“If you come into one of our facilities you are going to be tested, whether you come in to be admitted, or have a procedure,” said Hart. “If you go to one of our infusion centers you are going to be tested. For instance, if we give you chemotherapy or infusion that may compromise your immune system, we want to know first whether you are positive or not. Because it may be something we want to put off a couple of weeks for your safety.”

Ochsner started antibody testing the week of April 20. The initial focus was antibody testing for the frontline caregivers such as critical care and ED staff who have been working around COVID-19 cases since at least early March. “There is a sense now with people this was simmering in our community in New Orleans prior to Mardi Gras,” said Hart. “We may find out that a lot of people who could well have antibodies to COVID-19 not even realize they were exposed along the way.” From there, testing would expand to other inpatient areas, procedural areas, and into clinics.

Financial impact

Thomas said during the peak of the COVID-19 cases, Ochsner had delayed well over 6,000 surgeries and procedures. “We’ll be in contact with those patients to get them scheduled soon,” he said. “We know many of those procedures need to be done. We’ll be having the right conversation with folks coming in and talking through that.”

Fortunately, the health system has not had to lay off or furloughed anyone, Thomas said. “We’ve redeployed a lot of people, taken folks that were less busy and moved them to other areas.”

Many Ochsner employees in areas less busy were taking their paid vacation during April and May. “We’re doing that for a couple of reasons,” said Thomas. “No. 1, because we have time for them to do it; we don’t have as many patients. We also think in the second part of the year, we are going to have to be catching up with these 6,000-plus surgeries and procedures, visits. We want people ready to go in the second part of the year.”

Indeed, the elimination of voluntary procedures has had a major impact on the organization’s revenue. Thomas reported clinics, outpatient procedures and imaging were down 60-70%. “It’s had a major impact on our revenue both at the end of March and the month of April.” Thomas said Ochsner was putting into place some expense reduction items, “things we think we can put off, programs we can stop temporarily, hiring we will stop temporarily in some of our areas,” he said. “Certainly not in our clinic areas but other areas.”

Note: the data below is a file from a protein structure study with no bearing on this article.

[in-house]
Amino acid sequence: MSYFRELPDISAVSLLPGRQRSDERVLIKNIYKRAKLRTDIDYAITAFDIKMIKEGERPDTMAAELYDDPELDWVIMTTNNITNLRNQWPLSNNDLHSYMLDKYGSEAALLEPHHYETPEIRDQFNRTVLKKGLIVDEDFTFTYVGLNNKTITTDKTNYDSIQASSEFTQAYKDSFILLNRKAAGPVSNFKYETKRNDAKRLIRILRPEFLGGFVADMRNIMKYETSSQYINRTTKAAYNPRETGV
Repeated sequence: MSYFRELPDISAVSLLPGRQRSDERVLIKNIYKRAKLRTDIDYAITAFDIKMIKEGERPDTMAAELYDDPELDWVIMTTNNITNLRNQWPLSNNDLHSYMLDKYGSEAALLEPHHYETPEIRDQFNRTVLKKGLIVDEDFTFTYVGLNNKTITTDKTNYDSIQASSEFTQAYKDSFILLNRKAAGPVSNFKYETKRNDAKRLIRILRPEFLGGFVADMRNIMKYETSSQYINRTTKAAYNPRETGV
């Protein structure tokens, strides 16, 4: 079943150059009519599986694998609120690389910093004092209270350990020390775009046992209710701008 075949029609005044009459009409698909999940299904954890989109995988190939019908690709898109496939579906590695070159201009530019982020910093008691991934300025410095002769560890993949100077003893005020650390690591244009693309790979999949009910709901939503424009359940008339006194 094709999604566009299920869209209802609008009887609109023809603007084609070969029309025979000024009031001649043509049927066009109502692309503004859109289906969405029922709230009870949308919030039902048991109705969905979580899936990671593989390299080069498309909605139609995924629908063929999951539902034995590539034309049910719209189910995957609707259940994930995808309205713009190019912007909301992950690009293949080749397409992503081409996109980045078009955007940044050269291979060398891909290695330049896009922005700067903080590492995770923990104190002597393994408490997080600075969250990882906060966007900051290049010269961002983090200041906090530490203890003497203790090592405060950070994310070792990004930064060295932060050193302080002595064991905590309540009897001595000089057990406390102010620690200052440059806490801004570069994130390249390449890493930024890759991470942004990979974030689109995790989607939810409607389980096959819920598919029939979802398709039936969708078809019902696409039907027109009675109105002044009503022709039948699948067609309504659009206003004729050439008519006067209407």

While the organization was still evaluating the extent of the economic impact, a lot of it would depend on how quickly people come back for medical care and what that looks like over the next couple of months, Thomas said. “We’re going to be watching that carefully.”

Dynamic Ventilator Reserve Program

Ochsner Health was participating in the Dynamic Ventilator Reserve Program that has been put together by the COVID Task Force at the White House in conjunction with the American Hospital Association.

The Dynamic Ventilator Reserve Program is “a collaborative voluntary effort led by a group of U.S. hospitals and health systems that has created an online inventory of
ventilators and associated supplies, such as tubing and filters, to support the overall needs of combatting the COVID-19 pandemic,” according to the AHA. “Hospitals and health systems will input into the database available equipment that they are able to lend to others in the country. Providers are then able to access this virtual inventory as their need for ventilators increases.”

Telehealth takes off

Ochsner Health’s telemedicine platform, Ochsner Anywhere Care, is seeing record numbers of enrollments and visits since the COVID-19 outbreak in Louisiana, according to the health system. Patients are able to see a provider on-demand, receive assessment and appropriate treatment, all from the comfort and safety of home.